Below, you'll see Samsung's default settings in the Movie picture mode (left) alongside my calibrated settings (right). The following sections and charts compare the pre- and post-calibration results for details like grayscale tracking, gamma, and color accuracy.


A curved, elegant design that'll spruce up your home theater

While Samsung often steers clear of the heavy-duty, industrial designs favored by companies like Panasonic and Sony, there's no denying that the South Korean giant knows how to craft a good-looking TV. Though it's the smallest in the JS9500 series, the 65-inch is still a humongous TV, yet it nevertheless feels sleek and approachable.

Credit: Reviewed.com / Lee Neikirk

The JS9500's thin silver bezels and Y-shaped stand lend it an elegance and minimalism that bely its huge 65-inch screen.

Silver bezels race the perimeter of the screen, matching the spindly, Y-shaped stand. You don't get Samsung's "shirring" finish like we saw on the step-down JS9000: The JS9500 instead offers up a plain black casing with two hood scoop-like vents for power and the OneConnect box. It's also wider at the edge due to the full-array backlight.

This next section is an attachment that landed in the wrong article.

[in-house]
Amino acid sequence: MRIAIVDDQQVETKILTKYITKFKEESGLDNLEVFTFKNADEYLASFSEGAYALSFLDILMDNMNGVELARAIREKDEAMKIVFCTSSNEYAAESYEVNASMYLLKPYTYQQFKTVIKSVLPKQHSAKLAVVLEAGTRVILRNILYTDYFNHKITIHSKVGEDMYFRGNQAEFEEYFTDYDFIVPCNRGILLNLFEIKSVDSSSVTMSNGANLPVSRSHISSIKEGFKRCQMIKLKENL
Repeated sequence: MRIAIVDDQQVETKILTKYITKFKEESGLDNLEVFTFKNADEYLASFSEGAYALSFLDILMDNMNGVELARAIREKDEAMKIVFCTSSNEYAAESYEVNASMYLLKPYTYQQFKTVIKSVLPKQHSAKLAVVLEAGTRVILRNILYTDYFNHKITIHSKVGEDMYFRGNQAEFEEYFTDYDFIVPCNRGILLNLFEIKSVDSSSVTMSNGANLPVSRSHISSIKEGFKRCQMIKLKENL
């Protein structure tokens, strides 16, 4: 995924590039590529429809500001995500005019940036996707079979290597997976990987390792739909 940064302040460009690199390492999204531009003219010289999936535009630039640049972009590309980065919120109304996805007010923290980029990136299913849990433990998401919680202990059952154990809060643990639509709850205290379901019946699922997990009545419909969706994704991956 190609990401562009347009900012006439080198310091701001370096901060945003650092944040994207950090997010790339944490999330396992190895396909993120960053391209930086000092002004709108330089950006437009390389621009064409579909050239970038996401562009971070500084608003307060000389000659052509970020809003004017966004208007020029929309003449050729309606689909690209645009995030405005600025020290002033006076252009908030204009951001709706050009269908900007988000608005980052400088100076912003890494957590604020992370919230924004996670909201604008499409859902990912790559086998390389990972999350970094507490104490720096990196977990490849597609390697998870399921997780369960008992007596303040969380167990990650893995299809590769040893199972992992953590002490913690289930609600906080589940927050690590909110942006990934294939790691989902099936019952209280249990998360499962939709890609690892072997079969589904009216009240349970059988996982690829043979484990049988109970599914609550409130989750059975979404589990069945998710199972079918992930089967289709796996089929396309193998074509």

If you aren't familiar with Samsung's OneConnect box, it's a rectangular, external mainboard that houses all of the TV's audio and video connection options, connecting to the TV by way of a single 10-foot cable. The box delivers four HDMI inputs, three USB inputs, splitter-compliant composite/component inputs, and a coaxial jack for cable or antenna content. There's also a LAN (ethernet) input, IR blaster input, and outputs for both analog and digital audio.

You'll also find a single pair of active 3D glasses and the 2015 version of Samsung's Smart Control. This remote is a small, curved wand that operates traditionally and as a "smart" control, giving you access to features like an on-screen cursor, key backlight, and voice control. We think it's appropriately sleek and modern considering the TV's price and pedigree.